Ilya Kukulin (“New Literary Review”, Moscow) in his article “History of a Liminal Language: Vladimir Narbut, Leonid Tchertkov and the Counter-Cultural Function” analyses the way the aesthetic ideas of Narbut’s poetry developed in the Russian non-official poetry of the 20th century. Leonid Tchertkov (1933—2000) being a philologist and an eminent Russian nonconforming poet, re-interpreted Narbut’s style ironically and formed a special literary style, which later on became most important in the poetics of the Russian rock poetry and the poetical counter-culture in general. The author argues that the history of this style (or “liminal language”) helps us reconsider some of the traditional concepts in the history of literature.
Marina Kanevskaya, “The Shortest Route to the Truth: Decentralisation of Discourse in Fazil Iskander’s fiction”. In this article the late Marina Kanevskaya (1956—2002, worked in University of Montana) analysed the peculiarities of the prose of Abkhaz-born Russian writer Fazil Iskander. Kanevskaya shows that Iskander’s prose combined postmodern elements with the aesthetic pathos inherited from Leo Tolstoy and the tradition of Caucasian toasts.
This section is devoted to the memory of Alexey Khvostenko (1940—2004), author of songs, dramatist, artist and sculptor. In the 1960s and the 1970s he took active part in the non-official artistic movement in Leningrad, in 1977 Khvostenko emigrated and lived in France. In Paris he organized an independent arts center “Symposion”.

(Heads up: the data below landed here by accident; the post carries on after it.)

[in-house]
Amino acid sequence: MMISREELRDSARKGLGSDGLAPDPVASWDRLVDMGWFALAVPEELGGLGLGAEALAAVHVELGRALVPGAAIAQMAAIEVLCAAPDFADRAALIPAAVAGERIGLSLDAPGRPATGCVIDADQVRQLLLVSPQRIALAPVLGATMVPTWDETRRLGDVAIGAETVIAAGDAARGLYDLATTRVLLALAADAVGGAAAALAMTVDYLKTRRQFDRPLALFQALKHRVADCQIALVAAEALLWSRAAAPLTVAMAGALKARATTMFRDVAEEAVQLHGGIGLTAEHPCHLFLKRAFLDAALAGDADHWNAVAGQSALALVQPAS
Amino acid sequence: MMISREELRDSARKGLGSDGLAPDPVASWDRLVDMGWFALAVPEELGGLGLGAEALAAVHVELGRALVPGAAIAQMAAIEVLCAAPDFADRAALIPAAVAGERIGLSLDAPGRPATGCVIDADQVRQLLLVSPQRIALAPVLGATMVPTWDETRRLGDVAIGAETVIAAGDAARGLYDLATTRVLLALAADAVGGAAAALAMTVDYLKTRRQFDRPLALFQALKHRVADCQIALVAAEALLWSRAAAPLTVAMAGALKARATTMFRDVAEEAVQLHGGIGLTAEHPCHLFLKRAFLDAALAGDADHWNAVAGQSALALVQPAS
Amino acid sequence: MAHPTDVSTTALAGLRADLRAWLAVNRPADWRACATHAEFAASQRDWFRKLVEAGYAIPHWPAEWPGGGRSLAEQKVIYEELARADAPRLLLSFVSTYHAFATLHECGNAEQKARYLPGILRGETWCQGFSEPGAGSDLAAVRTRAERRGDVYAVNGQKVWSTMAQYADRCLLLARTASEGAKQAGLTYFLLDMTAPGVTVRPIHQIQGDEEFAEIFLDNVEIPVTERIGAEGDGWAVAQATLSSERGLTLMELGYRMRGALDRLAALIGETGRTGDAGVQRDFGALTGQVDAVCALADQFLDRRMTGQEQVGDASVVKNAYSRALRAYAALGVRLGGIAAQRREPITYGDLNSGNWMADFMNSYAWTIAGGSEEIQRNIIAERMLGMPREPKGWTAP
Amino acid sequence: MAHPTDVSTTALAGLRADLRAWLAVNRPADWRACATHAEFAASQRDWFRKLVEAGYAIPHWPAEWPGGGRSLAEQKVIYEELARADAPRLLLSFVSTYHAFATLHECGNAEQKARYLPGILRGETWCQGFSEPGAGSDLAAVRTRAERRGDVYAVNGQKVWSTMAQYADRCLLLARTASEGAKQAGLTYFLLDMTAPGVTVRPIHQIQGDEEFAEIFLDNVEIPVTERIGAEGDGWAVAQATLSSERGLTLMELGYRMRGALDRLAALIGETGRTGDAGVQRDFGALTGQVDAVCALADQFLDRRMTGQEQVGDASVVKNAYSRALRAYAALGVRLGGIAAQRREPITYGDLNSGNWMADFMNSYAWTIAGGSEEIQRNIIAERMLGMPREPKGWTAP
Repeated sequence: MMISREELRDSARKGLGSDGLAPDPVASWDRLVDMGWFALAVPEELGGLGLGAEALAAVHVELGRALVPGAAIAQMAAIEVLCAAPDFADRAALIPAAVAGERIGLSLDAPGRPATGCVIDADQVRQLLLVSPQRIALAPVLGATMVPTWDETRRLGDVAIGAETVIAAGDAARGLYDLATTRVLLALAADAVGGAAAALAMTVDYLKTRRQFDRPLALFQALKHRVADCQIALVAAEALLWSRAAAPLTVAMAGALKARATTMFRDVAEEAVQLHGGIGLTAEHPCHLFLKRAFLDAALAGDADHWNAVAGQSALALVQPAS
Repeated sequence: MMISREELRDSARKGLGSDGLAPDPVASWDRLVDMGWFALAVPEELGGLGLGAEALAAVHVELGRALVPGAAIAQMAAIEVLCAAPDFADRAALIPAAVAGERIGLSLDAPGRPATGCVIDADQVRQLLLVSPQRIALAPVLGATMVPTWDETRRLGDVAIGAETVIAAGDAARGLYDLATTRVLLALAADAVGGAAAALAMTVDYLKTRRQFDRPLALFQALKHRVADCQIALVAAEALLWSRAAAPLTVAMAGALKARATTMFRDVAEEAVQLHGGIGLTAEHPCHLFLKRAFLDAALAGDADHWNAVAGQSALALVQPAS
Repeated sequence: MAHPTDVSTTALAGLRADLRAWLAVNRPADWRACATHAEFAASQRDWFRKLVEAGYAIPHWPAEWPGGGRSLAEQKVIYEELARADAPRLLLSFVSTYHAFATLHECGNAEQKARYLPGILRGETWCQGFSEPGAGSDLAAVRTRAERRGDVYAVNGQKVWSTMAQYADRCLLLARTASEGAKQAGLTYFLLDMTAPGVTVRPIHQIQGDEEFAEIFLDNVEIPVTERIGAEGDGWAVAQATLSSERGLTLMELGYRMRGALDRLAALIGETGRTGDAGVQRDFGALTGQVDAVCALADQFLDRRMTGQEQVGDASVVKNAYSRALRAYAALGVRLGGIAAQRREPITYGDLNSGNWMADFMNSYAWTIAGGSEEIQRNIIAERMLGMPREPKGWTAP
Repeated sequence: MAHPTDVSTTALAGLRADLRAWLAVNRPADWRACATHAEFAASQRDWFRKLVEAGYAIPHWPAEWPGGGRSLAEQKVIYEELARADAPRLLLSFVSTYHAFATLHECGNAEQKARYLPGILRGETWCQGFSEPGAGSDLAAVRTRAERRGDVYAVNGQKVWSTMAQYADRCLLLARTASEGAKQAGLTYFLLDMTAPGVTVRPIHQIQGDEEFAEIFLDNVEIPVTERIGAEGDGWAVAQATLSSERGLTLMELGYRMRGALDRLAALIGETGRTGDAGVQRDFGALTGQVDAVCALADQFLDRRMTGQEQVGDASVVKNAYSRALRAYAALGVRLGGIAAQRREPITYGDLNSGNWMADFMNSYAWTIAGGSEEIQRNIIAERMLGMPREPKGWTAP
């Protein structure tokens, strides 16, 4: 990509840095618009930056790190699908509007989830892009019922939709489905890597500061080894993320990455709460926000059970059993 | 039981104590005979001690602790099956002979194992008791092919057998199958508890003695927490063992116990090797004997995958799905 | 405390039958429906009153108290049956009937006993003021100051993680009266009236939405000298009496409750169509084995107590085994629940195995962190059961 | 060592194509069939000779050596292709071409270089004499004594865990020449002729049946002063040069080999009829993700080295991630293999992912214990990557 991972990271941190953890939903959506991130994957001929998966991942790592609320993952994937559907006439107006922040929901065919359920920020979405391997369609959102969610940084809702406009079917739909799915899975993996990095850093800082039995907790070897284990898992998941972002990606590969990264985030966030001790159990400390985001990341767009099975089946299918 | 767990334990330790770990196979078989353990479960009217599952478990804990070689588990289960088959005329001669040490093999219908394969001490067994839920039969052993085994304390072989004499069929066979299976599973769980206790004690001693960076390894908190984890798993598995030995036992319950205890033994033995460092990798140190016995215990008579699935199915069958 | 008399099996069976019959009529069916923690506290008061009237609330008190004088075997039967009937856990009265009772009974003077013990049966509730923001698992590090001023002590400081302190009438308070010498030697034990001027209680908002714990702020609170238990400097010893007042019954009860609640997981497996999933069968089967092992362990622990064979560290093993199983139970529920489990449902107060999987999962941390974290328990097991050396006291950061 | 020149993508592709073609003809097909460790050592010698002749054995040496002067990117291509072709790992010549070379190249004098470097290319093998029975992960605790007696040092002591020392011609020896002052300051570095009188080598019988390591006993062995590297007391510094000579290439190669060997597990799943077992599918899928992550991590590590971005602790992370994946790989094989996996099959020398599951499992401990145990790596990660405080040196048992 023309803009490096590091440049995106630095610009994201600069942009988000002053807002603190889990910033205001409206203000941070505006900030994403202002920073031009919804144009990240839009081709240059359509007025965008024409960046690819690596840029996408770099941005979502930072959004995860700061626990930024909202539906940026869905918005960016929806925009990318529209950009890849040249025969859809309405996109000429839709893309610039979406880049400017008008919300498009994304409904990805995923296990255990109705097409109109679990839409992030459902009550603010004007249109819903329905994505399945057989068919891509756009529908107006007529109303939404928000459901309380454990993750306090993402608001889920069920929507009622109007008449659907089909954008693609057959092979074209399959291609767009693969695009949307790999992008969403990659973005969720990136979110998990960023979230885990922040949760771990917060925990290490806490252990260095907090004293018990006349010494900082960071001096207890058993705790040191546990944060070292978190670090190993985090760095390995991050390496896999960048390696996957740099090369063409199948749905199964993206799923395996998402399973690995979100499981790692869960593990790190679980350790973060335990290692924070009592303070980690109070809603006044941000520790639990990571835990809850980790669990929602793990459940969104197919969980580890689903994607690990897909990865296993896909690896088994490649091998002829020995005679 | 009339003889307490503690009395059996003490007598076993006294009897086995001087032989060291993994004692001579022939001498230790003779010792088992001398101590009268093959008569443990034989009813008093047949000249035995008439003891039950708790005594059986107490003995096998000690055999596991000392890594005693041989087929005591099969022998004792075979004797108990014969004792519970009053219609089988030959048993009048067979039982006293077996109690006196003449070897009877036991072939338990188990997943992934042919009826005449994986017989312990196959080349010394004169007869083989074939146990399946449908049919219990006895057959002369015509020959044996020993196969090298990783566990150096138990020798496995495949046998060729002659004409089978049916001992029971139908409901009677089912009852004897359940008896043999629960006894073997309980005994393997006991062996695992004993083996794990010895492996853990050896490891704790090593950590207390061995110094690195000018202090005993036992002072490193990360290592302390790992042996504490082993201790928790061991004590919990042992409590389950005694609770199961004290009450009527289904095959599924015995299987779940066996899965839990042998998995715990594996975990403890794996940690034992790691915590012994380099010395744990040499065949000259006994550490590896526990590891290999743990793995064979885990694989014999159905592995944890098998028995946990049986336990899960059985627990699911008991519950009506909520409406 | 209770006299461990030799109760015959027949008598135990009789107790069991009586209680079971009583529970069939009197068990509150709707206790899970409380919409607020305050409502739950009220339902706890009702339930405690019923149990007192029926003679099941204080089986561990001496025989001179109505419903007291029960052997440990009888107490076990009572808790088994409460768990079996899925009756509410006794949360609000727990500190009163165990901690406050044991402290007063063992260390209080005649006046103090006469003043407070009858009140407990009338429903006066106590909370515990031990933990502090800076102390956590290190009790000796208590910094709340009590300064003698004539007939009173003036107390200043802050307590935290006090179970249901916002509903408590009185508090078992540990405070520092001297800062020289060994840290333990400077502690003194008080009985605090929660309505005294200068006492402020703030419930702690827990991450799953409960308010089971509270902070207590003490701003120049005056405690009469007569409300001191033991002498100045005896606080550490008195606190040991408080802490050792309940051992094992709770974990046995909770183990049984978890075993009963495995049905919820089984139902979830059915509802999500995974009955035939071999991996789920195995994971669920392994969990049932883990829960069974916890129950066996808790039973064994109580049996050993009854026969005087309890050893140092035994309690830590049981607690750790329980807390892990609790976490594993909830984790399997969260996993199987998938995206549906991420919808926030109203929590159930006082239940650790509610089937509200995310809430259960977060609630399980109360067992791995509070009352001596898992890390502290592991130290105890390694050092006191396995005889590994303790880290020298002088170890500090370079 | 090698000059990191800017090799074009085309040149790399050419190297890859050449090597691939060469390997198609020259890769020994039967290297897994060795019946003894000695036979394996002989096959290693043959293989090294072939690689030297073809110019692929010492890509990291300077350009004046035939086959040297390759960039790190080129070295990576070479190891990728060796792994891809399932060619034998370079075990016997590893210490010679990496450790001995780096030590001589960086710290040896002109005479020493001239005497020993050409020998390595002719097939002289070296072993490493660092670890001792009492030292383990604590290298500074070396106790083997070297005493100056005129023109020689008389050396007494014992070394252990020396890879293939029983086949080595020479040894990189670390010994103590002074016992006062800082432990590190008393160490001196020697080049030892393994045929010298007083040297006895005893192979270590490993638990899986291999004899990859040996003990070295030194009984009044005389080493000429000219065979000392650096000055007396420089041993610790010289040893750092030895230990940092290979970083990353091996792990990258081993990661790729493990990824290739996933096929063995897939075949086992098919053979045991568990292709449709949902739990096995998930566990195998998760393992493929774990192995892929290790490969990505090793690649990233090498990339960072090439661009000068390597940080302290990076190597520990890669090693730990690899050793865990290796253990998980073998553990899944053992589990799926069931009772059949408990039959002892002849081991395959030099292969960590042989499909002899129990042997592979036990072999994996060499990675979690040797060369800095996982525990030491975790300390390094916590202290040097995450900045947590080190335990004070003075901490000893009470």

The section inlcudes two interviews with Khvostenko, his last poem, extracts from his unifished autobiographical novel “Maxim”, a poem by Mikhail Gendelev devoted to the memory of the poet, and an essay by Vadim Alexeev.
The second part of this section contains an essay in the memory of poet Vladimir Lapin (1945—2005) by Olga Sedakova.
CHRONICLES OF CONTEMPORARY LITERATURE
In the essay by Ksenia Rozhdestvenskaya (Moscow) called “Language in Catastrophy: Terrorism And The Modern Writing” descriptions of big terrorist acts are viewed as challenges for fictional writing. Rozhdestvenskaya’s essay relies on interpreting two pieces of fiction: a novella by Andrey Dmitriev “The Ghost of a Theatre” and Frederic Begbeder’s novel “Windows of the World”.
The section “Trajectories of readings” contains essays by Andrey Ouritsky (Moscow) and Alexandre Dmitriev (“New Literary Review”, Moscow) devoted to the new novel by a well-known Russian writer Nikolay Kononov “Tender Theatre”.
The Academic Chronicles section features a number of reports on conferences and seminars that took place in autumn, 2004.
The issue also gives an extensive book review.